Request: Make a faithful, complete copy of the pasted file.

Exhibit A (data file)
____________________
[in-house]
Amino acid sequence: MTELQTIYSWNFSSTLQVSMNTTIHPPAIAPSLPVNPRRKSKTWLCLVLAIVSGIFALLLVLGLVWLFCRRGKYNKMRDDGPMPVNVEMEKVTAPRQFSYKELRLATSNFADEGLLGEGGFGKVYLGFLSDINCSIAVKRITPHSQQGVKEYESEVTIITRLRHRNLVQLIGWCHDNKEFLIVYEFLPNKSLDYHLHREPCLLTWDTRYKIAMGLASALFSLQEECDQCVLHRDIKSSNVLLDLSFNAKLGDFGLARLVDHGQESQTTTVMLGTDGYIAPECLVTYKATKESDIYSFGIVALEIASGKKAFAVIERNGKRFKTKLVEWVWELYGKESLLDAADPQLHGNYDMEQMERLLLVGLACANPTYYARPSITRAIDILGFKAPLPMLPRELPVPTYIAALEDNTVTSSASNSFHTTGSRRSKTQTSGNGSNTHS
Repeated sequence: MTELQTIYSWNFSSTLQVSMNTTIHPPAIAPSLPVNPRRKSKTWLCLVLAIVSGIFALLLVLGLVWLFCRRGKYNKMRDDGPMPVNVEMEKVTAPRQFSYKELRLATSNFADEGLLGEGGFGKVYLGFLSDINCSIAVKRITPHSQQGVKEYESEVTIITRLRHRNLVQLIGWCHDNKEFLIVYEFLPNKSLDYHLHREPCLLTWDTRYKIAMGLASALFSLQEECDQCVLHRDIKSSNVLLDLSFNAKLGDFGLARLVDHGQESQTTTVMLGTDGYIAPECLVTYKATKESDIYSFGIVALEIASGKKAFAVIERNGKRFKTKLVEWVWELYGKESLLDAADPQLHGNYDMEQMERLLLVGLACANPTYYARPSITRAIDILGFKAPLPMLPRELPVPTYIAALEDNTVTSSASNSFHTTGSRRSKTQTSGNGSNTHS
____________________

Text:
[in-house]
Amino acid sequence: MTELQTIYSWNFSSTLQVSMNTTIHPPAIAPSLPVNPRRKSKTWLCLVLAIVSGIFALLLVLGLVWLFCRRGKYNKMRDDGPMPVNVEMEKVTAPRQFSYKELRLATSNFADEGLLGEGGFGKVYLGFLSDINCSIAVKRITPHSQQGVKEYESEVTIITRLRHRNLVQLIGWCHDNKEFLIVYEFLPNKSLDYHLHREPCLLTWDTRYKIAMGLASALFSLQEECDQCVLHRDIKSSNVLLDLSFNAKLGDFGLARLVDHGQESQTTTVMLGTDGYIAPECLVTYKATKESDIYSFGIVALEIASGKKAFAVIERNGKRFKTKLVEWVWELYGKESLLDAADPQLHGNYDMEQMERLLLVGLACANPTYYARPSITRAIDILGFKAPLPMLPRELPVPTYIAALEDNTVTSSASNSFHTTGSRRSKTQTSGNGSNTHS
Repeated sequence: MTELQTIYSWNFSSTLQVSMNTTIHPPAIAPSLPVNPRRKSKTWLCLVLAIVSGIFALLLVLGLVWLFCRRGKYNKMRDDGPMPVNVEMEKVTAPRQFSYKELRLATSNFADEGLLGEGGFGKVYLGFLSDINCSIAVKRITPHSQQGVKEYESEVTIITRLRHRNLVQLIGWCHDNKEFLIVYEFLPNKSLDYHLHREPCLLTWDTRYKIAMGLASALFSLQEECDQCVLHRDIKSSNVLLDLSFNAKLGDFGLARLVDHGQESQTTTVMLGTDGYIAPECLVTYKATKESDIYSFGIVALEIASGKKAFAVIERNGKRFKTKLVEWVWELYGKESLLDAADPQLHGNYDMEQMERLLLVGLACANPTYYARPSITRAIDILGFKAPLPMLPRELPVPTYIAALEDNTVTSSASNSFHTTGSRRSKTQTSGNGSNTHS